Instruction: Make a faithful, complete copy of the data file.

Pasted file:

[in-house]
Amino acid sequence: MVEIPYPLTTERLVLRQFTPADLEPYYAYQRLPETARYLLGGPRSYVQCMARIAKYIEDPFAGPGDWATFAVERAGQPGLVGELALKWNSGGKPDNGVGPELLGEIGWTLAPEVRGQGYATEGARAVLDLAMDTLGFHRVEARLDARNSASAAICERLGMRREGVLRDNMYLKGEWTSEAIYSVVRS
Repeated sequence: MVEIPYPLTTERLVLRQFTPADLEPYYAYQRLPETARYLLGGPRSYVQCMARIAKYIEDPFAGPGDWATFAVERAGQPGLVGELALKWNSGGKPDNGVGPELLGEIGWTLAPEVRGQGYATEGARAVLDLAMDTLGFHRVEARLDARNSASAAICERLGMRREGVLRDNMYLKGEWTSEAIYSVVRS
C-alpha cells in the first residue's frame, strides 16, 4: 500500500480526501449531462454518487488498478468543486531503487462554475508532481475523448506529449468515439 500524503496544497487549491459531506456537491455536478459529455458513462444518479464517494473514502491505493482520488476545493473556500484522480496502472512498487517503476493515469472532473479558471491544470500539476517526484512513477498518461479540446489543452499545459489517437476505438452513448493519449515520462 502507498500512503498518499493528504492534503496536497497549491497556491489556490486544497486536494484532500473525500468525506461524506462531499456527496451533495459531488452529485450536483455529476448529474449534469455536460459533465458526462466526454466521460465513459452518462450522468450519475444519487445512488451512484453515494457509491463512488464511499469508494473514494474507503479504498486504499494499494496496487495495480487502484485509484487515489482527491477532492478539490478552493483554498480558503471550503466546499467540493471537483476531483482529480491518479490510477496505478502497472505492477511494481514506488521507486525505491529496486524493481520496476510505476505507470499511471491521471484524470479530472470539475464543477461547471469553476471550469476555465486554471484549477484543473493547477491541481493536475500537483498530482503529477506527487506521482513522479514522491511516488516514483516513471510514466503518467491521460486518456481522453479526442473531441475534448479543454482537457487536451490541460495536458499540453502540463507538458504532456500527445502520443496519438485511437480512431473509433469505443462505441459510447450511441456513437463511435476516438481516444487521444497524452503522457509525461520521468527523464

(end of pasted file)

[in-house]
Amino acid sequence: MVEIPYPLTTERLVLRQFTPADLEPYYAYQRLPETARYLLGGPRSYVQCMARIAKYIEDPFAGPGDWATFAVERAGQPGLVGELALKWNSGGKPDNGVGPELLGEIGWTLAPEVRGQGYATEGARAVLDLAMDTLGFHRVEARLDARNSASAAICERLGMRREGVLRDNMYLKGEWTSEAIYSVVRS
Repeated sequence: MVEIPYPLTTERLVLRQFTPADLEPYYAYQRLPETARYLLGGPRSYVQCMARIAKYIEDPFAGPGDWATFAVERAGQPGLVGELALKWNSGGKPDNGVGPELLGEIGWTLAPEVRGQGYATEGARAVLDLAMDTLGFHRVEARLDARNSASAAICERLGMRREGVLRDNMYLKGEWTSEAIYSVVRS
C-alpha cells in the first residue's frame, strides 16, 4: 500500500480526501449531462454518487488498478468543486531503487462554475508532481475523448506529449468515439 500524503496544497487549491459531506456537491455536478459529455458513462444518479464517494473514502491505493482520488476545493473556500484522480496502472512498487517503476493515469472532473479558471491544470500539476517526484512513477498518461479540446489543452499545459489517437476505438452513448493519449515520462 502507498500512503498518499493528504492534503496536497497549491497556491489556490486544497486536494484532500473525500468525506461524506462531499456527496451533495459531488452529485450536483455529476448529474449534469455536460459533465458526462466526454466521460465513459452518462450522468450519475444519487445512488451512484453515494457509491463512488464511499469508494473514494474507503479504498486504499494499494496496487495495480487502484485509484487515489482527491477532492478539490478552493483554498480558503471550503466546499467540493471537483476531483482529480491518479490510477496505478502497472505492477511494481514506488521507486525505491529496486524493481520496476510505476505507470499511471491521471484524470479530472470539475464543477461547471469553476471550469476555465486554471484549477484543473493547477491541481493536475500537483498530482503529477506527487506521482513522479514522491511516488516514483516513471510514466503518467491521460486518456481522453479526442473531441475534448479543454482537457487536451490541460495536458499540453502540463507538458504532456500527445502520443496519438485511437480512431473509433469505443462505441459510447450511441456513437463511435476516438481516444487521444497524452503522457509525461520521468527523464